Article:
In the News

The stories of Isle de Jean Charles and the National Disaster Resilience Competition have been covered by media, professionals and academics alike.
The links below represent many viewpoints, aggregated here for reference purposes only. The Louisiana Office of Community Development makes no claim as to the veracity or accuracy of any views contained herein.

'Climate refugees': Gulf Coast isle becomes test case with push to relocate residents


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forced to move: climate change already displacing u.s. communities

The role of climate change in human displacement and migration is being cited by experts as the number one global threat of the 21st century. 
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america's first climate change refugees are preparing to leave an island that will disappear under the sea in the next few years

ISLE DE JEAN CHARLES, Louisiana -- America comes to an end here. Connected to the marshes and moss-laced bayous of southern Louisiana by two miles of narrow causeway, waters lapping high on eah side, Isle de Jean charles takes you as far into the Gulf of Mexico as you can go without falling in. But the dolour in the salt air is not just about loneliness and separation. It's about impending doom.
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the perils of climate migration: a cautionary tale from louisiana

Once a sprawling island, Isle de Jean Charles today is a mere sliver of what it used to be, more than 98 percent of its land has been swept into the Gulf of Mexico over the past 60 years by an increase in severe storms and rising seas. It's why the tiny community was awarded the first-of-its-kind $48.3 million federal grant in 2016 to resettle further inland.
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State is buying Isle de Jean Charles relocation site for $11.7 million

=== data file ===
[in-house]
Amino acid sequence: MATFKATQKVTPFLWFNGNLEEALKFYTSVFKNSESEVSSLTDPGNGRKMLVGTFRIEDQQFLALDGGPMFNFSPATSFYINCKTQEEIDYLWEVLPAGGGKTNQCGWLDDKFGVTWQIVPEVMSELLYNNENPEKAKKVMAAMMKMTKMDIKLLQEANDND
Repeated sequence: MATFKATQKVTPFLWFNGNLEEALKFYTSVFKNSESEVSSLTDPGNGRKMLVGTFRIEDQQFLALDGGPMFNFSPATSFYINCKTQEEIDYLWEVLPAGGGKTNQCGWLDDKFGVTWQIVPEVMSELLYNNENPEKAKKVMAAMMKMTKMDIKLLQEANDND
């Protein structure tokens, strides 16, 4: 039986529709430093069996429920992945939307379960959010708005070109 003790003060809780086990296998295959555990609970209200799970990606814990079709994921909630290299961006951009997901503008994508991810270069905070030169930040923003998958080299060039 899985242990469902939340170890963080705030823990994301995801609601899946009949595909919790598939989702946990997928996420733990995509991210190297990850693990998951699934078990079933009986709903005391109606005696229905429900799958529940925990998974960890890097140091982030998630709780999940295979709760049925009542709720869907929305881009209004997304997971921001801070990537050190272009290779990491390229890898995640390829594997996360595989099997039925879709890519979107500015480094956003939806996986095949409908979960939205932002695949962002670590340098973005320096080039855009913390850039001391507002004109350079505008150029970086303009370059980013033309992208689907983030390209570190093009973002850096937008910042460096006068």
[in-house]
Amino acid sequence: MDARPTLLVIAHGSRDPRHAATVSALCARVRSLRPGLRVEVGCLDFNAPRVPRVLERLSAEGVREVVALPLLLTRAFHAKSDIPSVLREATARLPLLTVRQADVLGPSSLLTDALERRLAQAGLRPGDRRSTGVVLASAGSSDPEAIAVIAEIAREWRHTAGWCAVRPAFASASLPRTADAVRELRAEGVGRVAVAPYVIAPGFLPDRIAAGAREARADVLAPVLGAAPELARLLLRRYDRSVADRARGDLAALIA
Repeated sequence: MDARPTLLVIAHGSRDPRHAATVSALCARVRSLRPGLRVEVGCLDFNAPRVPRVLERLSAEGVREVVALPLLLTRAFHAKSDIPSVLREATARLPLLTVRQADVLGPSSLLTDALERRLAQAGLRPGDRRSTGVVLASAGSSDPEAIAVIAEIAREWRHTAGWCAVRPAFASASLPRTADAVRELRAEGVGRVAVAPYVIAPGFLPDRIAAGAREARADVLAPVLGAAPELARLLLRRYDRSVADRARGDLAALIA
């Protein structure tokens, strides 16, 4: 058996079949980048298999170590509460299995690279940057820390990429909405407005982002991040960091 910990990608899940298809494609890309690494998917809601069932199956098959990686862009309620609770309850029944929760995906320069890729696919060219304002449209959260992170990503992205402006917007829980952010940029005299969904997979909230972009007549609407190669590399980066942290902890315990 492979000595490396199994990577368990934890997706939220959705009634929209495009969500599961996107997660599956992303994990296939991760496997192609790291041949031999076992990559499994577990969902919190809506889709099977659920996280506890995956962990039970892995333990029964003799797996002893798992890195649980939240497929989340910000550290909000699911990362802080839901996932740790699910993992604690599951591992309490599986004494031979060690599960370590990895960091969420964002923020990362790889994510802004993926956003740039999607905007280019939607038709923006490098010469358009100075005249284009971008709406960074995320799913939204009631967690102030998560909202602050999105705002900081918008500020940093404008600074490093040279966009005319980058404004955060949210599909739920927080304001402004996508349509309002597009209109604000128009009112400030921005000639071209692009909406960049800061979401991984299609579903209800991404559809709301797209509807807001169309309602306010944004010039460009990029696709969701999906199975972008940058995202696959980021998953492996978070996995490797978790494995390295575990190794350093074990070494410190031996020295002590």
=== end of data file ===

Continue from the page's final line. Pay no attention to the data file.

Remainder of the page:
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on the louisiana coast, a native community sinks slowly into the sea

The Biloxi-Chitimacha-Choctaw Indians of southern Louisiana have been called America's first climate refugees. But two years after receiving federal funding to move to higher ground, the tribe is stuck in limbo, waiting for new homes as the water inches closer to their doors.
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climate change is forcing the government to relocate this entire louisiana town

The only land route that connects isle de Jean Charles, Louisiana to the rest of the continental United States is Island Road, a thin, four-mile stretch of pavement that lies inches above sea level and immediately drops off into open water on either side. Even on a calm day, salt water laps over the road's tenuous boundaries and splashes the concrete.
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Sense of Urgency Surrounds Isle de Jean Charles Relocation

As negotiations take place for a relocation site for residents and former residents of Isle de Jean Charles, there's concern about this year's hurricane season. 
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our opinion: resettlement has consequences beyond local island

Residents of Isle de Jean Charles are closer to getting a new home to escape the flooding, hurricanes and rising seas that have eroded the island over the years. The state and the Biloxi-Chitimatcha-Choctaw Indian tribe are nearing the purchase of land in Schriever that will allow them to build a neighborhood there. 
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